Psyche: A Journal of Entomology

Hymenopteran Group foraging and Information Transfer about Resources


Publishing date
01 Aug 2011
Status
Published
Submission deadline
01 Feb 2011

1Instituto de Ciências Biológicas, Universidade Federal do Pará, Rua Augusto Corrêa, No.1, Campus Básico, 66075-110 Belém, PA, Brasil

2Section of Ecology, Behavior, and Evolution, Division of Biological Sciences, University of California San Diego, 9500 Gilman Drive, MC0116, La Jolla, CA 92093-0116, USA

3Laboratory of Apiculture and Social Insects (LASI), Department of Biological and Environmental Sciences, University of Sussex, Falmer, Brighton BN1 9QG, UK


Hymenopteran Group foraging and Information Transfer about Resources

Description

Hymenopteran communication about the location and quality of food sources and other resources such as building materials and potential nesting sites has been a topic of intense research and interest in biology. Recent advances show that some hymenopteran species (ants, bees, and wasps) can stimulate nestmates to forage, communicate food source location, and exploit it efficiently through the use of several mechanisms, such as visual local enhancement, scent trails, and the waggle dance of Apis spp., and by more subtle methods, like eavesdropping (the interception of signals intended for other receivers), which allows the detection of the location of valuable food sources discovered by other colonies or the detection of potential competitors visiting the desired food source. By knowing the mechanisms and the patterns of collective foraging within the Hymenoptera, we may reach a deeper understanding of their ecology and the important role they play as pollinators (bees, ants, and wasps) and predators (ants and wasps). We invite investigators to contribute both original research and review articles that will stimulate continuing efforts to understand the patterns of collective foraging and resource communication in the several groups that comprise the Hymenoptera. We are interested in papers that improve our understanding of the task partitioning in foraging, mechanisms used to communicate the resource location, how individuals can transfer information about resources to nestmates, how foragers deal with exploitation by competitors, and other current topics in collective foraging. Potential topics include, but are not limited to:

  • The implications of the waggle dance and other dances for resource exploitation in Apis spp.
  • The spatial-temporal characteristics of scent trails
  • Sounds and vibrations as mediators of food source communication in bees and wasps
  • Mechanisms used by hymenopterans to collectively explore a food source
  • Economics of social foraging behavior
  • Mechanisms used by hymenopterans to collectively select and occupy a nesting site
  • Evolution of nesting structure to fit communication modalities
  • Task partitioning in the collective foraging in Hymenoptera
  • Novel methodologies to study collective foraging and food source communication
  • How prior experience or learning, or both, might affect communication
  • The interaction between communication and the environment (i.e., why is one communication mode favored or adaptive in one environment but not in another)

Before submission authors should carefully read over the journal's Author Guidelines, which are located at http://www.hindawi.com/journals/psyche/guidelines/. Prospective authors should submit an electronic copy of their complete manuscript through the journal Manuscript Tracking System at http://mts.hindawi.com/ according to the following timetable:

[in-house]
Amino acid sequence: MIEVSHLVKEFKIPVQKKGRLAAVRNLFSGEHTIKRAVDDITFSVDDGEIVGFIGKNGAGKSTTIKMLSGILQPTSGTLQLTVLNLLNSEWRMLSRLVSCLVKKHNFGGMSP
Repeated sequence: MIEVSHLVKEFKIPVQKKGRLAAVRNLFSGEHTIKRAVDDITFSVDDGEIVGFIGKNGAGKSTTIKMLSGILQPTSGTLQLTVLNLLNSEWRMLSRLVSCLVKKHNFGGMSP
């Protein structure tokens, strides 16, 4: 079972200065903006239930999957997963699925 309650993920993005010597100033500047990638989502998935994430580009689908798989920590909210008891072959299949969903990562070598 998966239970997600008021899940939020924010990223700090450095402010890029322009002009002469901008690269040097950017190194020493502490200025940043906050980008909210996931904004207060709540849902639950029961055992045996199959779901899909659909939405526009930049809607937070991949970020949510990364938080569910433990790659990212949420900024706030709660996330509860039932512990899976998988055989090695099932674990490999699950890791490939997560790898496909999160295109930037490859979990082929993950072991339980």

Articles

  • Special Issue
  • - Volume 2011
  • - Article ID 392075
  • - Editorial

Hymenopteran Group Foraging and Information Transfer about Resources

Felipe Andrés León Contrera | Margaret J. Couvillon | James Charles Nieh
  • Special Issue
  • - Volume 2011
  • - Article ID 318985
  • - Review Article

Waggle Dances and Azimuthal Windows

O. Duangphakdee | S. E. Radloff | ... | H. R. Hepburn
  • Special Issue
  • - Volume 2011
  • - Article ID 542487
  • - Research Article

Environmental Factors Influencing Foraging Activity in the Social Wasp Polybia paulista (Hymenoptera: Vespidae: Epiponini)

Naila Cristina de Souza Canevazzi | Fernando Barbosa Noll
  • Special Issue
  • - Volume 2011
  • - Article ID 501381
  • - Research Article

The Effects of the Social Hierarchy Destabilization on the Foraging Activity of Eusocial Wasp Mischocyttarus cerberus styx Richards, 1940 (Hymenoptera: Vespidae: Polistinae)

Vanderlei Conceição Costa Filho | Sulene Noriko Shima | ... | André Sunao Nishiuchi Murakami
  • Special Issue
  • - Volume 2011
  • - Article ID 419793
  • - Research Article

Experimental Wing Damage Affects Foraging Effort and Foraging Distance in Honeybees Apis mellifera

Andrew D. Higginson | Christopher J. Barnard | ... | Francis Ratnieks
  • Special Issue
  • - Volume 2011
  • - Article ID 643127
  • - Research Article

Sequential Load Transport in Grass-Cutting Ants (Atta vollenweideri): Maximization of Plant Delivery Rate or Improved Information Transfer?

Jacqueline Röschard | Flavio Roces
  • Special Issue
  • - Volume 2011
  • - Article ID 107303
  • - Research Article

Pollen Sources for Melipona capixaba Moure & Camargo: An Endangered Brazilian Stingless Bee

Cynthia Fernandes Pinto da Luz | Tânia Maria Fernandes-Salomão | ... | Lucio Antonio de Oliveira Campos
  • Special Issue
  • - Volume 2011
  • - Article ID 139385
  • - Research Article

Trail-Laying Behaviour as a Function of Resource Quality in the Ant Camponotus rufipes

Pablo E. Schilman
  • Special Issue
  • - Volume 2011
  • - Article ID 378576
  • - Research Article

Recruitment in Swarm-Founding Wasps: Polybia occidentalis Does not Actively Scent-Mark Carbohydrate Food Sources

Benjamin J. Taylor | Erik V. Nordheim | ... | Robert L. Jeanne
Psyche: A Journal of Entomology
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